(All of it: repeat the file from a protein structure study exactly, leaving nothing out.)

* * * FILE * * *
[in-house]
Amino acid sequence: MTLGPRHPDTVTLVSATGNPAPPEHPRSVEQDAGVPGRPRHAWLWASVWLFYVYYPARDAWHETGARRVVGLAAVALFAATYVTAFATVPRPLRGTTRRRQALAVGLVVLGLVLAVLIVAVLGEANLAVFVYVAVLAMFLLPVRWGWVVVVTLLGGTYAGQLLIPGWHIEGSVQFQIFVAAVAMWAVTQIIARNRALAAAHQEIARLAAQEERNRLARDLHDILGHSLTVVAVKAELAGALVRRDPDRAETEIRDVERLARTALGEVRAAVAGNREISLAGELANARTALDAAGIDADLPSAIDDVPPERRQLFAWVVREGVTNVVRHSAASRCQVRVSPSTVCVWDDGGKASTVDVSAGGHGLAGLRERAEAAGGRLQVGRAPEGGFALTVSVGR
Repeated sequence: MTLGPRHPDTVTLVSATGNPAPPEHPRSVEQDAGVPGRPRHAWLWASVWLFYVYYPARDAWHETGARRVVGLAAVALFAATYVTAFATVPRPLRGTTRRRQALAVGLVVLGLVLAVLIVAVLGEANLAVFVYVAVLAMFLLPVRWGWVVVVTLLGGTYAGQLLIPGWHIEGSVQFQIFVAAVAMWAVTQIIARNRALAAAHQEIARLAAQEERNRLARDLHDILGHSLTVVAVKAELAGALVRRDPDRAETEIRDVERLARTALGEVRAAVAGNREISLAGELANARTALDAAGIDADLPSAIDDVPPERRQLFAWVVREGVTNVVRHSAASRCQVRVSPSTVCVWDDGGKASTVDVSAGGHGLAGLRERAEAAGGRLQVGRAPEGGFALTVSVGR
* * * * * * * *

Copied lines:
[in-house]
Amino acid sequence: MTLGPRHPDTVTLVSATGNPAPPEHPRSVEQDAGVPGRPRHAWLWASVWLFYVYYPARDAWHETGARRVVGLAAVALFAATYVTAFATVPRPLRGTTRRRQALAVGLVVLGLVLAVLIVAVLGEANLAVFVYVAVLAMFLLPVRWGWVVVVTLLGGTYAGQLLIPGWHIEGSVQFQIFVAAVAMWAVTQIIARNRALAAAHQEIARLAAQEERNRLARDLHDILGHSLTVVAVKAELAGALVRRDPDRAETEIRDVERLARTALGEVRAAVAGNREISLAGELANARTALDAAGIDADLPSAIDDVPPERRQLFAWVVREGVTNVVRHSAASRCQVRVSPSTVCVWDDGGKASTVDVSAGGHGLAGLRERAEAAGGRLQVGRAPEGGFALTVSVGR
Repeated sequence: MTLGPRHPDTVTLVSATGNPAPPEHPRSVEQDAGVPGRPRHAWLWASVWLFYVYYPARDAWHETGARRVVGLAAVALFAATYVTAFATVPRPLRGTTRRRQALAVGLVVLGLVLAVLIVAVLGEANLAVFVYVAVLAMFLLPVRWGWVVVVTLLGGTYAGQLLIPGWHIEGSVQFQIFVAAVAMWAVTQIIARNRALAAAHQEIARLAAQEERNRLARDLHDILGHSLTVVAVKAELAGALVRRDPDRAETEIRDVERLARTALGEVRAAVAGNREISLAGELANARTALDAAGIDADLPSAIDDVPPERRQLFAWVVREGVTNVVRHSAASRCQVRVSPSTVCVWDDGGKASTVDVSAGGHGLAGLRERAEAAGGRLQVGRAPEGGFALTVSVGR